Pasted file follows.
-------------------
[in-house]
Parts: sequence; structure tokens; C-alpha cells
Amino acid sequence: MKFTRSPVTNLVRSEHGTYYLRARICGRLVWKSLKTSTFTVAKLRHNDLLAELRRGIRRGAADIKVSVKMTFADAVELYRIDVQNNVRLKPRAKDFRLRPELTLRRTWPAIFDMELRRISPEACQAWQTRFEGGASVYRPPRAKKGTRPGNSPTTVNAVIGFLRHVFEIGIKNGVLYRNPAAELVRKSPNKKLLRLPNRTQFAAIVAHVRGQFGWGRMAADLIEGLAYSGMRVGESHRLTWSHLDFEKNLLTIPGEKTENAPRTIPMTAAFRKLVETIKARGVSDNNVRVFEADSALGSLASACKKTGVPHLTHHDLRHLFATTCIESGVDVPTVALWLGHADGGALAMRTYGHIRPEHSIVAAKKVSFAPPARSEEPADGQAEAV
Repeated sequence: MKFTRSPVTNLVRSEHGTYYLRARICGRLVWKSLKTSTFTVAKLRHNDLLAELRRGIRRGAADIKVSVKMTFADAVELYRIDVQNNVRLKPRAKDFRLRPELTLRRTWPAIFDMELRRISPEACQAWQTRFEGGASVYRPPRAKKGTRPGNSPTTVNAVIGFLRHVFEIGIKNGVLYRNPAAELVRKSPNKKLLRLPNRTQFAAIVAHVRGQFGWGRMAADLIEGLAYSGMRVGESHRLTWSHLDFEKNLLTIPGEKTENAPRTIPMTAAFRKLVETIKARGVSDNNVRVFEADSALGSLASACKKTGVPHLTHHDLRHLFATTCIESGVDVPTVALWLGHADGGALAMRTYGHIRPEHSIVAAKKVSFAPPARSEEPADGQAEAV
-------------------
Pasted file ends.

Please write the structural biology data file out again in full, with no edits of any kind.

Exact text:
[in-house]
Parts: sequence; structure tokens; C-alpha cells
Amino acid sequence: MKFTRSPVTNLVRSEHGTYYLRARICGRLVWKSLKTSTFTVAKLRHNDLLAELRRGIRRGAADIKVSVKMTFADAVELYRIDVQNNVRLKPRAKDFRLRPELTLRRTWPAIFDMELRRISPEACQAWQTRFEGGASVYRPPRAKKGTRPGNSPTTVNAVIGFLRHVFEIGIKNGVLYRNPAAELVRKSPNKKLLRLPNRTQFAAIVAHVRGQFGWGRMAADLIEGLAYSGMRVGESHRLTWSHLDFEKNLLTIPGEKTENAPRTIPMTAAFRKLVETIKARGVSDNNVRVFEADSALGSLASACKKTGVPHLTHHDLRHLFATTCIESGVDVPTVALWLGHADGGALAMRTYGHIRPEHSIVAAKKVSFAPPARSEEPADGQAEAV
Repeated sequence: MKFTRSPVTNLVRSEHGTYYLRARICGRLVWKSLKTSTFTVAKLRHNDLLAELRRGIRRGAADIKVSVKMTFADAVELYRIDVQNNVRLKPRAKDFRLRPELTLRRTWPAIFDMELRRISPEACQAWQTRFEGGASVYRPPRAKKGTRPGNSPTTVNAVIGFLRHVFEIGIKNGVLYRNPAAELVRKSPNKKLLRLPNRTQFAAIVAHVRGQFGWGRMAADLIEGLAYSGMRVGESHRLTWSHLDFEKNLLTIPGEKTENAPRTIPMTAAFRKLVETIKARGVSDNNVRVFEADSALGSLASACKKTGVPHLTHHDLRHLFATTCIESGVDVPTVALWLGHADGGALAMRTYGHIRPEHSIVAAKKVSFAPPARSEEPADGQAEAV